One government begins a project; the other government does not continue; it begins another project altogether, and on and on we have managed this nation in such ad hoc fashion all these 50 years.
Dr Busia began the Accra Sewerage Project of having all liquid waste passed underground into the sea.
He was overthrown in 1972. Gen Acheampong did not continue with the project.
No one else has, till date! Gen. Acheampong conceived of Redemption townships for Madina.
He was booted out by Gen Akuffo and the generals. They did not touch his project.
President Limann came up with the Oppong Manso Iron Ore project in the Western Region. J.J Rawlings kicked him out of power and that killed the project. J.J Rawlings initiated the Tetteh Quarshie road project, planned to be a series of over heads.
President J.A. Kufuor came and messed up the project and created an embarrassing traffic horror.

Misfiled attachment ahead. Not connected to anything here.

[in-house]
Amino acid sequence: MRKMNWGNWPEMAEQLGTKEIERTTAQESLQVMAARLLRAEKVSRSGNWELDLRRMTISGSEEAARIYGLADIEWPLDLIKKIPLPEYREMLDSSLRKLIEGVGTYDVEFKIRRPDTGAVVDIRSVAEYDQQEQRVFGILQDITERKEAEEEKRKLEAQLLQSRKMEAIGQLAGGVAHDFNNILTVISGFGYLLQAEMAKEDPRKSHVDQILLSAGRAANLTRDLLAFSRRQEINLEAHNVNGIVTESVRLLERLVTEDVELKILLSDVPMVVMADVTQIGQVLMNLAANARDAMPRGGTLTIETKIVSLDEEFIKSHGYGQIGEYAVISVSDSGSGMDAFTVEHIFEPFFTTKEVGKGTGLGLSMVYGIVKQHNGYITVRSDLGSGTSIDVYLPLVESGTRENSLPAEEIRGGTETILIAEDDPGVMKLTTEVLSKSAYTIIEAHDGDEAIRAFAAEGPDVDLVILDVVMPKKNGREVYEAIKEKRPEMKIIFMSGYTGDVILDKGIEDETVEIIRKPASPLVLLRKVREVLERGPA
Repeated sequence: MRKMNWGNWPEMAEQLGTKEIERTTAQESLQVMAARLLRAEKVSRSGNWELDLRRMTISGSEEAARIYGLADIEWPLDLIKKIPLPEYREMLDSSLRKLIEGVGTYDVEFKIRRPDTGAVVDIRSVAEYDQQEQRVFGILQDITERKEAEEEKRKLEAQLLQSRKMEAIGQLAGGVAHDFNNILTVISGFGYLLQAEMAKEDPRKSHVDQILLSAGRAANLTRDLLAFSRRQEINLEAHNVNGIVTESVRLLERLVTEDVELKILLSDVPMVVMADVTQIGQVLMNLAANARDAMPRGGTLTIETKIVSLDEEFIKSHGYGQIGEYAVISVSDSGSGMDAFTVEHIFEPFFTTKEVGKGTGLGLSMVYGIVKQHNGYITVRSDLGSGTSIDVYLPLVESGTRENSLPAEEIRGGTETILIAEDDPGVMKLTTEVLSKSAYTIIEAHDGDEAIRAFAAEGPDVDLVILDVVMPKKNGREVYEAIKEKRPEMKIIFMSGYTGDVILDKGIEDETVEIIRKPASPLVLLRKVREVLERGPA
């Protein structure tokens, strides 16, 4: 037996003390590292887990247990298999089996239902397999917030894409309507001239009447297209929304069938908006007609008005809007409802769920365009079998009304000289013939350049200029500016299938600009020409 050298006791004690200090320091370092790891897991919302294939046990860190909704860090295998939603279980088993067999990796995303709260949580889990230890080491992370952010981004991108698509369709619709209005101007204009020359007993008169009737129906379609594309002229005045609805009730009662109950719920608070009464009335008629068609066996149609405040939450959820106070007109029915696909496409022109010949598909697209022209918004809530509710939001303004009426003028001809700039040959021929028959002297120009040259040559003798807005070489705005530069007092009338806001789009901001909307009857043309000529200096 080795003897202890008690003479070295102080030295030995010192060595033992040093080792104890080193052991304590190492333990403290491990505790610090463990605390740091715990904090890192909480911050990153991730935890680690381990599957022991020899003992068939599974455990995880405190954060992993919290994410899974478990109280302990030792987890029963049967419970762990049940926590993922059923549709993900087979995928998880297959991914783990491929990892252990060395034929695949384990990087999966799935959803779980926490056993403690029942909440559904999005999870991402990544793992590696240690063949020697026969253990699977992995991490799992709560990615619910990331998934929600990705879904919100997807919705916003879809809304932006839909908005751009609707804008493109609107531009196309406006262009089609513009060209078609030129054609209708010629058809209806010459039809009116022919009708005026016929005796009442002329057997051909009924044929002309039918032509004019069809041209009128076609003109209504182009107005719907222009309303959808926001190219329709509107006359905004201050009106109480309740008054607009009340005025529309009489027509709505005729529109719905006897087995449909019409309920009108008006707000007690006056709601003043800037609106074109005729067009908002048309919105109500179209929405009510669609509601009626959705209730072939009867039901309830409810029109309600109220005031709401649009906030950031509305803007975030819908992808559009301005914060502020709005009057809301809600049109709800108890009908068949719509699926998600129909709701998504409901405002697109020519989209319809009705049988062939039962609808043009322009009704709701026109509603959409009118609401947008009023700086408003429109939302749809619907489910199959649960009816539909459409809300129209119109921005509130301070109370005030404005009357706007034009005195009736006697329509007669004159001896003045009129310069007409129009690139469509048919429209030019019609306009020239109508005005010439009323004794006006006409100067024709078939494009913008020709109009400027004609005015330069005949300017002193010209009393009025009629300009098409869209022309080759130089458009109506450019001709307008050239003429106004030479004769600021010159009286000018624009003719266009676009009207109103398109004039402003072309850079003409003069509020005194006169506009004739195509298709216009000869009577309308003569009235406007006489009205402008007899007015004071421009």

The essence of these examples is to show that government is not smooth at all in Ghana.
It travels through ravines, swamps, forests, deserts, seas, and jungles! How much can a President achieve in such an environment?
The first year of the President’s term goes into understanding what took place in the past.
He cannot initiate a programme with a snap of his finger. He actually begins the take off in the second year.
He consolidates in the third year. The fourth year is election year and a slow down takes place; compromises are carefully manoeuvred for the election to be won; monies are siphoned for campaigning through projects hurriedly but poorly executed to give a semblance of justification, then the elections.